Trump speaks in Baltimore, city he called ‘rodent-infested mess’

President Donald Trump addressed the House Republican Conference Member Retreat dinner in Baltimore Thursday evening — his first time visiting the city since he called it a “rat and rodent infested mess.”

Trump tweeted his comments in July, specifically referring to Democratic Rep. Elijah Cummings’ district, which includes parts of Baltimore, as a place where “no human being would want to live.”

Trump began his speech Thursday as the same time the Democratic presidential lineup took the stage in Texas for their debate, promising fellow Republicans a new, “substantial” tax cut for middle income Americans next year and teasing new administration standards that “will save thousands and thousands … of dollars per car.”

“We’re working on a tax cut for the middle income people that is going to be very, very inspirational, it’s going to be something that I think everyone is looking for,” Trump said.

Trump also claimed that “toxic waste” energy efficient light bulbs make him look orange — one in a series of bizarre claims about green energy and climate conservation in remarks during the remarks. His administration last week lifted energy efficiency regulations for several common types of bulbs.

“The bulb that we’re being forced to use, number one, to me, most importantly, the light’s no good. I always look orange!” he said, to laughs from the audience. “And so do you. The light is the worst.”

The President briefly mentioned Baltimore toward the end of his speech to Republicans, blaming Democrats for decay in inner cities across the country.

“We’re going to fight for the future of cities like Baltimore that have been destroyed by decades of failed and corrupt rule,” Trump said.

In his concluding remarks, Trump also addressed homelessness in inner cities, saying that his administration gave California notice earlier Thursday, adding, “We’re going to have to step in and do something about it.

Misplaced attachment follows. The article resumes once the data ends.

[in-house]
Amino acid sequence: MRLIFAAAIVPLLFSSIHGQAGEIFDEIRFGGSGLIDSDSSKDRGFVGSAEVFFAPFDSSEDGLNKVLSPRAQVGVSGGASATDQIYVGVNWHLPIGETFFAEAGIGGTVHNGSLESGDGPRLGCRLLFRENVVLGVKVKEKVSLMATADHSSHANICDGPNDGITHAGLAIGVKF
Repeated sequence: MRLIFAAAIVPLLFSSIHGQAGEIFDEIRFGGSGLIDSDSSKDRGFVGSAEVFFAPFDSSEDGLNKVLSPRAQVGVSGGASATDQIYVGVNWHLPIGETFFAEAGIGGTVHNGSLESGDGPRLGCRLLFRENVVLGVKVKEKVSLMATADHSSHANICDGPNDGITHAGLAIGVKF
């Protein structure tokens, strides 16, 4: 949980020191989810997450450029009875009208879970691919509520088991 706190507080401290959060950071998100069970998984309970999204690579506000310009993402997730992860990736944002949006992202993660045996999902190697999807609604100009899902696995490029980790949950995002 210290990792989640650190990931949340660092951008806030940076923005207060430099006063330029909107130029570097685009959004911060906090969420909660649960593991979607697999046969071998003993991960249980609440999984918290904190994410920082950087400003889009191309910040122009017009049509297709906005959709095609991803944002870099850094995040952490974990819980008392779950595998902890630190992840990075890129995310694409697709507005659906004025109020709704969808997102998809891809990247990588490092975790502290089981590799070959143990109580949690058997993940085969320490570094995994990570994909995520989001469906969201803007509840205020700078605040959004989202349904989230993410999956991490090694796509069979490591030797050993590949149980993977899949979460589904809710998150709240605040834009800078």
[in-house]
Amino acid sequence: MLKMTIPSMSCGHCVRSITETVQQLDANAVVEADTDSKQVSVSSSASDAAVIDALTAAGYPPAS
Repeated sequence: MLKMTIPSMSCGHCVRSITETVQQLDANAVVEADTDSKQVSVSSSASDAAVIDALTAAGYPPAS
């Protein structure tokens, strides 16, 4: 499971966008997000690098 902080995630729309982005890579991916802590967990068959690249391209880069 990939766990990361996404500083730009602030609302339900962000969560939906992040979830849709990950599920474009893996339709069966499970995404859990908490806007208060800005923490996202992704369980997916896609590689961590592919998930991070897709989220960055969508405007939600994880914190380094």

“These are our great American cities and they’re an embarrassment, what the Democrats have let happen,” he continued.

When asked what his message is to the people of Baltimore, Trump said ahead of his speech that he looked “forward” to going to the city, but did not address the question further, instead turning attention to the Republican Party.

“I look forward to it. We’re going to be with Republican congressmen and I think it’s gonna be a very successful evening. We had a tremendous election on Tuesday,” the President said ahead of his departure from the White House Thursday evening.

Trump’s previous comments about Baltimore being unlivable sparked a weeks-long back-and-forth between Trump and Cummings, who oversees multiple investigations of Trump and top administration officials as House Oversight chairman.

Trump’s comments were swiftly condemned by Baltimore leaders, including Mayor Jack Young, as well as Maryland’s Republican governor, Larry Hogan.

But Trump’s White House staff and his campaign staff have all continued to defend what the President has said about the city. And in late July, Trump said he doesn’t regret criticizing politicians’ handling of the Baltimore and denied assertions that his critiques were racist.

Cummings told CNN’s Manu Raju that he hopes Trump enjoys his time in the city.

“I hope he has a pleasant visit. I hope he gets a chance to see quite a bit of Baltimore. It’s a beautiful city — a lot of hard working people,” Cummings said Thursday.

When Trump arrived at the retreat just outside of Cummings’ district in Baltimore, he was met by demonstrators protesting his policies at a park a block away from his speaking venue.

A group